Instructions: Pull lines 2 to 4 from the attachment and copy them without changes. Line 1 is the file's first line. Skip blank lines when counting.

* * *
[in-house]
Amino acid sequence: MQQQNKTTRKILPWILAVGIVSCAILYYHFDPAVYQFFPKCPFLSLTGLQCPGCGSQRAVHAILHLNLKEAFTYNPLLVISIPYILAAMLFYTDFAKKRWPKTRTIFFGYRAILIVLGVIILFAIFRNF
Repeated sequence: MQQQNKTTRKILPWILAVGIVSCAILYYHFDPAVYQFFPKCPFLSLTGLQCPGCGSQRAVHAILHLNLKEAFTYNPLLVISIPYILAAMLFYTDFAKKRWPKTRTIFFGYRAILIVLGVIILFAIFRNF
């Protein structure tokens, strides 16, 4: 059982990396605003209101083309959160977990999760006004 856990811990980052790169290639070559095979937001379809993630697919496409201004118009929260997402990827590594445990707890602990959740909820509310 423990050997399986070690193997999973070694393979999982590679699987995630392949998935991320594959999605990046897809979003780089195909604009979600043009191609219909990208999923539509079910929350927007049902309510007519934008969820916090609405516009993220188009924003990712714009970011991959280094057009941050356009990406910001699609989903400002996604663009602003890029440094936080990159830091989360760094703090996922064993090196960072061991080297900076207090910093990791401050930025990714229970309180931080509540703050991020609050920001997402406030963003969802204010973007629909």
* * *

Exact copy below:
Amino acid sequence: MQQQNKTTRKILPWILAVGIVSCAILYYHFDPAVYQFFPKCPFLSLTGLQCPGCGSQRAVHAILHLNLKEAFTYNPLLVISIPYILAAMLFYTDFAKKRWPKTRTIFFGYRAILIVLGVIILFAIFRNF
Repeated sequence: MQQQNKTTRKILPWILAVGIVSCAILYYHFDPAVYQFFPKCPFLSLTGLQCPGCGSQRAVHAILHLNLKEAFTYNPLLVISIPYILAAMLFYTDFAKKRWPKTRTIFFGYRAILIVLGVIILFAIFRNF
């Protein structure tokens, strides 16, 4: 059982990396605003209101083309959160977990999760006004 856990811990980052790169290639070559095979937001379809993630697919496409201004118009929260997402990827590594445990707890602990959740909820509310 423990050997399986070690193997999973070694393979999982590679699987995630392949998935991320594959999605990046897809979003780089195909604009979600043009191609219909990208999923539509079910929350927007049902309510007519934008969820916090609405516009993220188009924003990712714009970011991959280094057009941050356009990406910001699609989903400002996604663009602003890029440094936080990159830091989360760094703090996922064993090196960072061991080297900076207090910093990791401050930025990714229970309180931080509540703050991020609050920001997402406030963003969802204010973007629909």